Courting the rankings
Making health insurance work
(The Hindu and The Economic Times)
For more equity
Courting the rankings
Synoptic line: It throws light on the road map to improve India’s reputation for ‘enforcing contracts’.
(GS paper III)
- The World Bank in 2017 announced that “India Jumps Doing Business Rankings with Sustained Reform Focus” moving from 130th to 100th overall.
- But in the recent news India’s position in the World Bank’s annual ‘ease of doing business’ index could be affected as the Washington-based institution moves to recalculate its rankings of the last four years amid suspicion that their sanctity might have been compromised due to the reported use of politicised methodology. India can concern about the dismal ranking, and it is the one about “enforcing contracts”.
About the report
- The ease of doing business index is an index created by Simeon Djankov at the World Bank Group. The academic research for the report was done jointly with professors Oliver Hart and Andrei Shleifer.
- Higher rankings indicate better, usually simpler, regulations for businesses and stronger protections of property rights. Empirical research funded by the World Bank to justify their work show that the economic growth impact of improving these regulations is strong.
- The World Bank’s “ease of doing business” index is based on the average of 10 sub-indices which are: Starting A Business; Dealing With Construction Permits; Getting Electricity Connections; Registering Property; Getting Credit; Protecting Minority Investors; Paying Taxes; Trading Across Borders; Enforcing Contracts; And Resolving Insolvency.
- India broke into the top 100 in the World Bank’s latest ‘ease of doing business’ rankings, notching up the biggest improvement among all countries on the back of big gains on a number of measures. The rise to the 100th position from 130th the previous year made India one of the top 10 best-improved countries, which the government celebrated as an emphatic endorsement of its economic reforms.
- The bank’s index ranks nations on parameters like the number of days it takes to open a business, or the cost of getting construction permits. Countries that make their business environment worse, for instance by drawing out the permitting process, get penalised in the rankings. The World Bank first published this report in 2002.
- Our performance is bound to be dampened, if there is acknowledgement of our dismal performance in one key component in the indices that make up these rankings; if there is a component that still has a dismal ranking it is the one about “enforcing contracts”.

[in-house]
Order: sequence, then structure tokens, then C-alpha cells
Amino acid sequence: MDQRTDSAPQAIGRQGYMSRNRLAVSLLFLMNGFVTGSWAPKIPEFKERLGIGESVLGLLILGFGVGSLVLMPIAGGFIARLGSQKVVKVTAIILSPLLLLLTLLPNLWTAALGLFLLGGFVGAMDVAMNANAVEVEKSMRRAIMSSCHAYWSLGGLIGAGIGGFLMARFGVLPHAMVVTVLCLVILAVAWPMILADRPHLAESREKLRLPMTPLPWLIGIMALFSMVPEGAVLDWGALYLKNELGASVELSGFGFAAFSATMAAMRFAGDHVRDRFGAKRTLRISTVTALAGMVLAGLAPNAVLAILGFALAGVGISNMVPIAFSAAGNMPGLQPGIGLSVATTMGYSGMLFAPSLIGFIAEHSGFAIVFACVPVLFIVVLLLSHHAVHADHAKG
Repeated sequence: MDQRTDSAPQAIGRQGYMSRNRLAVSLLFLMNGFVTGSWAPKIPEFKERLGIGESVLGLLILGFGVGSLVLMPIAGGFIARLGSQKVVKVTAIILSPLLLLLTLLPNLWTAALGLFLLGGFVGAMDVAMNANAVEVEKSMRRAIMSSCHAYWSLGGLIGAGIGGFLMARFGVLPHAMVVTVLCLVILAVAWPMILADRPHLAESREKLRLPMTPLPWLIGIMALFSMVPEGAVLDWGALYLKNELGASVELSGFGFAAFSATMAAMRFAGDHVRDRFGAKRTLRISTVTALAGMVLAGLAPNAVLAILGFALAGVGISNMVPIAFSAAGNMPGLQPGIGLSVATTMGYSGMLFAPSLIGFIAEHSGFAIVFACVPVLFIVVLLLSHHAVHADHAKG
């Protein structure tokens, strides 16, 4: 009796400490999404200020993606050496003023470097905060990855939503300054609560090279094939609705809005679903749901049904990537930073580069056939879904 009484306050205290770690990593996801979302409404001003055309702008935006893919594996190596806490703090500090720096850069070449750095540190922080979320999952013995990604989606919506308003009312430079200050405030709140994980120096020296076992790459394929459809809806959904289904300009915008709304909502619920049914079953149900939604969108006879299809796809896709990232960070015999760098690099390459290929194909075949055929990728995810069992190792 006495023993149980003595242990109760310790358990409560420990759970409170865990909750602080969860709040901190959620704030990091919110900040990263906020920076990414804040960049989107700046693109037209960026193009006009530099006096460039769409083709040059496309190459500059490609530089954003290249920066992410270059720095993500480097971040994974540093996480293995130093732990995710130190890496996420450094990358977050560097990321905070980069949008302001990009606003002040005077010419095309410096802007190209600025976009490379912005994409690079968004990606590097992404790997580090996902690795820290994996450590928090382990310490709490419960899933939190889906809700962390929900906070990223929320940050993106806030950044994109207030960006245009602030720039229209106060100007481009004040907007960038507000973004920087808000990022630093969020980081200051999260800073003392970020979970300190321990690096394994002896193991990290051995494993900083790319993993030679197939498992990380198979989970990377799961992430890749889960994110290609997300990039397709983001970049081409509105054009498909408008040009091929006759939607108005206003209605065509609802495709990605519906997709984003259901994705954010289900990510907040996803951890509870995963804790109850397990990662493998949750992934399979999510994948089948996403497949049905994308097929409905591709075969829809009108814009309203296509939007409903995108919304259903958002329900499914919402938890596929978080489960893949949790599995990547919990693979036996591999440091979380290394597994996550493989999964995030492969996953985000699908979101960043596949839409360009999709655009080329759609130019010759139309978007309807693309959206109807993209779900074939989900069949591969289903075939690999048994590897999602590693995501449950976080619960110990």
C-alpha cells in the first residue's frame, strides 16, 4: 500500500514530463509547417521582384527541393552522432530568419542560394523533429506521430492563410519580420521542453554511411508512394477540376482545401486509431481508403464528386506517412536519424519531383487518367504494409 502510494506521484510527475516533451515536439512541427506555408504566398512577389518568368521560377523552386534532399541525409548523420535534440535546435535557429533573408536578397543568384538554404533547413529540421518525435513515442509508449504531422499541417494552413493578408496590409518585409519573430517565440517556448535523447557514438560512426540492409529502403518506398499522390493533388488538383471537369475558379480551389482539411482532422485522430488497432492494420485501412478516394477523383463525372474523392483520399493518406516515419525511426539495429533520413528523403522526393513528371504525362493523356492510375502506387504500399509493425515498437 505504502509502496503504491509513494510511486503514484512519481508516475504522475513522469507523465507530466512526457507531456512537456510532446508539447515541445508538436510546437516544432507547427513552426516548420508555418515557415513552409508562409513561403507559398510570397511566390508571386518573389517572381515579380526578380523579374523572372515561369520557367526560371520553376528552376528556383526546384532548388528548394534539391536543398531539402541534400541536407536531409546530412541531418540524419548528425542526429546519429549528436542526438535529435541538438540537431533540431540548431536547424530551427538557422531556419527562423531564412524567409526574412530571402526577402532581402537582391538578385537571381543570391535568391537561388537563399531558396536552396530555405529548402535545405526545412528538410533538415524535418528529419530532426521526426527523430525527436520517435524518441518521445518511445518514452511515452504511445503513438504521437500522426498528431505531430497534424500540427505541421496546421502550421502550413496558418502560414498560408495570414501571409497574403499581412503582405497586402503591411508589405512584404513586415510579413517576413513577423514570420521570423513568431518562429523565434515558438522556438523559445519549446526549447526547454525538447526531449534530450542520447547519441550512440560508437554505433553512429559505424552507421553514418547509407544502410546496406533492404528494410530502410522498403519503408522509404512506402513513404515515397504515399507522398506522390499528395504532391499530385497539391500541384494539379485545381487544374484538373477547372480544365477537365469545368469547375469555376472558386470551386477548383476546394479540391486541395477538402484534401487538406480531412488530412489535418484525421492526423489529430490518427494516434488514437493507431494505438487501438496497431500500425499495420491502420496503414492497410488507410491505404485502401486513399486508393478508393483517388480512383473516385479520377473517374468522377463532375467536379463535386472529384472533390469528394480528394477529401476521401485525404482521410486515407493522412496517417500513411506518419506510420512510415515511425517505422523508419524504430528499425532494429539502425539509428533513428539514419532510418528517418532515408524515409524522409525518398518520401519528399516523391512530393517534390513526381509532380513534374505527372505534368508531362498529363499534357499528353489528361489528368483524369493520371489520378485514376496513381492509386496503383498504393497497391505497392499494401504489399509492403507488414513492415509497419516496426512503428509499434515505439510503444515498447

- Enforcing contract is directly dependent on a country’s ability to provide an effective dispute resolution system. In the World Bank report which covers 190 economies, evaluating them on 10 specific parameters required for doing business, India’s ranking in the ‘enforcement of contract’ component is 164 as in addition to an overall ranking, each component also has a separate ranking.
- According to the report, it takes an average of 1,445 days (or nearly four years) to enforce a contract in India. In this, the distance to frontier (DTF) ranking score is 40.76. The all-told cost to a litigant to recover amounts legitimately due to him is 31% of the value of the claim. This is a shocking state of affairs.
- Though India’s DTF score was 56.05 in 2017 and is projected to improve to 60.76 in 2018 in the overall ease of business rankings, unfortunately, in ‘enforcing contracts’ our score was a dismal 38.90 in 2017, projected to improve feebly to 40.76 in 2018.
- The dismal ranking can be threat for India’s business environment, for this purpose Parliament even passed the Commercial Courts, Commercial Division and Commercial Appellate Division of High Courts Act. But when the implementation of an Act is left to State governments, there is generally a hiatus in enforcement.
- The purpose behind the Act is to provide a forum with upgraded infrastructure to resolve a certain class of disputes, classified as “commercial disputes” in the Act, in a time-bound and effective manner. The legislation also requires establishment of appropriate infrastructure and manpower training on a constant basis.
- In identifying disputes above a specified value to qualify as commercial disputes, it has ensured that these courts are not cluttered up with small claims. The Act essentially paves the way for the setting up of commercial courts at the district level and a commercial division in High Courts that have original jurisdiction along with a commercial appellate division in the High Courts to hear appeals arising under the Act.
- By mandating that High Courts must show levels of disposal of such claims on their website, the Act also ensures transparency. However, for this statutory scheme to work, many players must play their respective parts.